One of the country's favorite female syndicated columnists considers the rhythms of her recent retirement.
- story by Rheta Grimsley Johnson, photography by Marc Lamkin
Days would go by without people stopping by to look at the beautiful assortment of paintings, pottery and photography. I felt tempted to write “Art Doesn’t Bite” on the sign outside but somehow refrained.
Marc seems to be sincerely feeling my pain about the closing. Few do.
I mailed back his unsold photographs that combine humor, pathos and beauty in the strangest, most delightful way. I felt like a fool. How had I failed to sell those?
And he wrote back that both of us are goal-driven, needing a project, something to work toward. “We don’t golf, sew, hunt or hike,” he said. So, he reasoned, we feel rudderless in retirement.
An architectural photographer by trade, Marc still shoots a couple of “official” jobs each year, but mostly now sits on his deck and lets the subject matter come to him. He shares a lot of pictures of sunsets, flowers, grandbabies and rainbows. They are beautiful. I find them infinitely more interesting than 99 percent of the art photos I’ve seen in coffee table books and museums.
And yet Marc admits to missing real deadlines and relentless struggle to get a job done just right. But probably not enough to leave his comfortable perch and his big loving family and take to the road again.
Therein lies the retirement conundrum. We miss the work but not enough to do anything about it. I loved the road for a long time but had rather take a beating now than drive more than 20 miles -- unless the road is in France.
I used to think nothing of writing four columns a week. Now I struggle to write one essay every other month.
My idea with the gallery was to exploit the artists and other creative folk I’d met in four decades of trolling for columns. I would have art receptions, book-signings, music events and cartoon exhibitions. I would do all of this in a town of 3,000 that has six auto part stores, 12 beauty salons, 22 churches and not much else.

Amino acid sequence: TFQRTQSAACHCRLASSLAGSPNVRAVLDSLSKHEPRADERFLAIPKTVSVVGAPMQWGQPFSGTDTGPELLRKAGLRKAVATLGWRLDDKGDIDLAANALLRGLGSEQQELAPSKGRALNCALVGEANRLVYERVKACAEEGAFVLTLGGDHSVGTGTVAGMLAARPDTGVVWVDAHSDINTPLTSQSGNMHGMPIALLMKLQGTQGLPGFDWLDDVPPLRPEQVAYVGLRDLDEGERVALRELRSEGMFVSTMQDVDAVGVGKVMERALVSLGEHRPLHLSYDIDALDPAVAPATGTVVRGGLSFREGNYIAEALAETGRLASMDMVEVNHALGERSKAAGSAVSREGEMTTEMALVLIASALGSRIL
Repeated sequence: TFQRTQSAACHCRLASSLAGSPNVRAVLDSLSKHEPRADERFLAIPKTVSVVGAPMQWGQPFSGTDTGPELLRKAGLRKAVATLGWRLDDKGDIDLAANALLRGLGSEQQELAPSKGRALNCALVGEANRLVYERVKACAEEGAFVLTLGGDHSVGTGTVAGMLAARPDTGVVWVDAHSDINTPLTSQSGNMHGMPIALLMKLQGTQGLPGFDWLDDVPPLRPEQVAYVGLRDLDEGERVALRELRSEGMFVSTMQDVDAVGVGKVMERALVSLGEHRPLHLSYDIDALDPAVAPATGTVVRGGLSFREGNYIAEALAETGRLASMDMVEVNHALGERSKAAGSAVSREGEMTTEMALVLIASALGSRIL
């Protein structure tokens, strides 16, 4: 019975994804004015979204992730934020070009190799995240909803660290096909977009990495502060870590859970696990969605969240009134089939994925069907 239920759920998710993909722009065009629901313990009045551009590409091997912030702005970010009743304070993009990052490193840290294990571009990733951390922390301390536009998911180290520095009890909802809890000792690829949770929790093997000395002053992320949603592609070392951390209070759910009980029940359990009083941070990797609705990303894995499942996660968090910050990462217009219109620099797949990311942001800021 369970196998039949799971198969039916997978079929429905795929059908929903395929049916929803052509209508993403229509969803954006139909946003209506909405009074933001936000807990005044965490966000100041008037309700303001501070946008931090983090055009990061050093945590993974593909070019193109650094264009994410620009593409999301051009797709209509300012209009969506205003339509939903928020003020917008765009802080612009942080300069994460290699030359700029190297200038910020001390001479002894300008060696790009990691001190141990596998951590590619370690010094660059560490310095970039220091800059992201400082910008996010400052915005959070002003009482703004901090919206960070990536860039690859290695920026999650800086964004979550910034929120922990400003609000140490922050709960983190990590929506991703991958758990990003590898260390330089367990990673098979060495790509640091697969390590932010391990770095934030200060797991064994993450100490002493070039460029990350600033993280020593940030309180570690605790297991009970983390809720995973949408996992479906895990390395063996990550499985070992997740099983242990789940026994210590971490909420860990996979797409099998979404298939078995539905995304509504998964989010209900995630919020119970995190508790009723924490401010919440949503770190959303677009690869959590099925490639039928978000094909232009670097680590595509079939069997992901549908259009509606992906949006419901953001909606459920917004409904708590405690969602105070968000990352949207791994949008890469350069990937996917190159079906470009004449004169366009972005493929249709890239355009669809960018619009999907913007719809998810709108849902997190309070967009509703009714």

The work would be different, more social than sitting at a computer by myself for hours each day while attempting to turn a phrase. I was good at my job, but I was tired of it, too.
If anything, the gallery proved lonelier. But I still can’t admit it was a stupid idea. There was, I believe, potential. Good ideas don’t always net good results. If you build it, they don’t necessarily come.
The things I worried about seem silly now. I worried about having enough inventory, and now struggle to return much of it. I worried I didn’t know enough about art to start a gallery. Turns out, I knew far too little about business to start a gallery.
Right out of college I tried to birth a weekly newspaper. After 26 weeks, the adventure was over. I swore to myself then that I’d never be in business for myself again. Until two years ago, I remembered the lesson.
Marc says I get points for trying. He charitably called me a “risk-taker,” which is a nice way of saying I threw a lot of money at a vision nobody could see but me.
Retirement makes some of us hobbyists, travelers or philosophical. Others of us still search for our retirement rhythm.
We remember our old jobs – the hard work and daily deadlines, bad food, bad roads and lonely nights -- the way Marc remembers the dreaded humidity. At the core of our beings.
And, still, we miss it.
Rheta Grimsley Johnson was one of the longest-running female columnists in the country and beloved throughout the South. Her website contains a selection of past columns and more about her books.